This is due to the various benefits associated with longer turnaround times for commercial printers. If you allow a commercial printer a turnaround time of 6 days, they will have more time to receive similar jobs that they can print alongside yours on the press sheets before cutting and folding, therefore saving themselves paper, time and resources on both of the print orders.

Some of Conquest Graphics’ products are “Quick-Ship” products, meaning they have a turnaround time of just one day. This is usually because they’re smaller items that can be printed in bulk more easily on our digital press.

If a project needs the offset press to print larger quantities or on specific types of stock, there will generally be a longer turnaround time associated with the job.

Just like ordering anything else online, it costs more to get it to you more quickly.

Using PMS or CMYK will have an effect on the price of your project since we may need to special order inks for PMS projects.


When it comes to matching colors and getting projects to more perfectly match their digital renderings, it can take special types of ink to get exactly the colors a customer wants.

For example, if a customer wants an exact color in their project, they may specify that they want to use a certain Pantone Matching System (or PMS) color value. Ordering special PMS colors of ink can become quite costly, so getting exactly that color for the customer can add a significant cost to their project.

Usually, only international brands or brands that are highly focused on maintaining consistency across all their printed media will have exact PMS requirements for their jobs.

In most cases, cyan, magenta, yellow and key (or black) or the CMYK color system is the best for rendering precise colors. Sticking to this color system in your jobs will result in significantly lower prices.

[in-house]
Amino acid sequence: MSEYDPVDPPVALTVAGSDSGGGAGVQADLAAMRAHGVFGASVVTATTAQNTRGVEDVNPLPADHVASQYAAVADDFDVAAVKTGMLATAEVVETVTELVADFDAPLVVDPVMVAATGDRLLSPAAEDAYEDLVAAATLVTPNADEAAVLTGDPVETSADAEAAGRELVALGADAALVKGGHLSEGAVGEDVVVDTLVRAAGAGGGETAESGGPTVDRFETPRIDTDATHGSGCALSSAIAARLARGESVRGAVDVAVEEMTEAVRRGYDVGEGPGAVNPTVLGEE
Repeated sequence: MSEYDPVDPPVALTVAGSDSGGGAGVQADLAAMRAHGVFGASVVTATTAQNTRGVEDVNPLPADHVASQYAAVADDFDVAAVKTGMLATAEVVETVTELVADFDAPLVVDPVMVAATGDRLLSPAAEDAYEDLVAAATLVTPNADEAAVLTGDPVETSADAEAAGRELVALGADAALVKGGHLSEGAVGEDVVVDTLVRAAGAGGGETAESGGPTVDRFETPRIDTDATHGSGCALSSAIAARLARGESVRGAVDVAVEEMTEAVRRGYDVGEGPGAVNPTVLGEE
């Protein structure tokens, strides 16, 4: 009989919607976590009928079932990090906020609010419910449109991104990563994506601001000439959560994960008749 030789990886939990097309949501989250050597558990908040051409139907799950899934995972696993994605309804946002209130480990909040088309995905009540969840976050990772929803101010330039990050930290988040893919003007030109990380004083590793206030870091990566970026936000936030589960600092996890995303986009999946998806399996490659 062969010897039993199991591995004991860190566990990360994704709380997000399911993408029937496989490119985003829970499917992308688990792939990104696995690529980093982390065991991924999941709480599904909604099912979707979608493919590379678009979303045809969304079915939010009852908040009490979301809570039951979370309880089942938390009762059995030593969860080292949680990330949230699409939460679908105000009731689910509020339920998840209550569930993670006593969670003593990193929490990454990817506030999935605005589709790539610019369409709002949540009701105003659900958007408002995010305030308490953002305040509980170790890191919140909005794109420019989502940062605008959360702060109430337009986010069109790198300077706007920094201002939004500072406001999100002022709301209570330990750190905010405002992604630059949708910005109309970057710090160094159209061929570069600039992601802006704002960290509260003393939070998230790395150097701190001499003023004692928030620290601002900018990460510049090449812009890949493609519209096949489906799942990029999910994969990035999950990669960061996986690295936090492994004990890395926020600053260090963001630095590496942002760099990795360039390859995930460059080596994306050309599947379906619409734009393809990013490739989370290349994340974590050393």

The size of your printed piece influences how much paper it requires and therefore influences price heavily.


The size of your printed piece has a large impact on how a commercial printer ends up printing your project on press sheets, and in the end it determines how many your project will end up needing to be completed.

Generally speaking, the larger each individual piece ends up being, the more press sheets it will require, which roughly translates to higher costs associated with printing it.

Sticking with smaller sizes is the most economical choice to make when printing a project as it will allow for us to piece it together with other projects we’re working on that are similar sizes to fill a press sheet and save paper.

If a piece must be larger, the price will be slightly higher, so if you’re trying to save money on larger pieces, selecting a different paper type or quantity will be the biggest influences on your final cost.

Folding can add time and increase the price of your project.


The final and most simple factor that influences the cost of your project is folding. Ultimately, the price only changes if you decide to fold or not to fold. How you decide to fold it is generally not going to change the price unless you have a very specific folding direction that requires a special machine or hand folding to get it correct.

The folding process can also add on the costs of additional time in your turnaround. If you need something folded, you can expect at least one additional day needed on your turnaround for the folding to be completed. This also depends on the quantity of pieces you’re needing to have folded.

So, how much does it cost to print brochures?

In the end, all of these factors combine to determine the printing costs of your project.

Brochures often require slightly longer turnaround times since they have more factors than others, more simple printed products, so if you end up needing to change your product altogether, consider a no-fold brochure or a flyer to get your printed message on paper.

Depending on all the specifications outlined above, your project could cost anywhere between $20 and $20,000. Additional shipping costs can add a little, but in the end, the best way to save on your project is to use the tips outlined in each of the sections above to bring costs down.

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How Much Does it Cost to Print Brochures?

When it comes to pricing brochures, there are a number of costs that have varying amounts of influence on the final price to the customer. Check out this blog to get a better understanding of how small differences in printing specifications can save you huge amounts of money.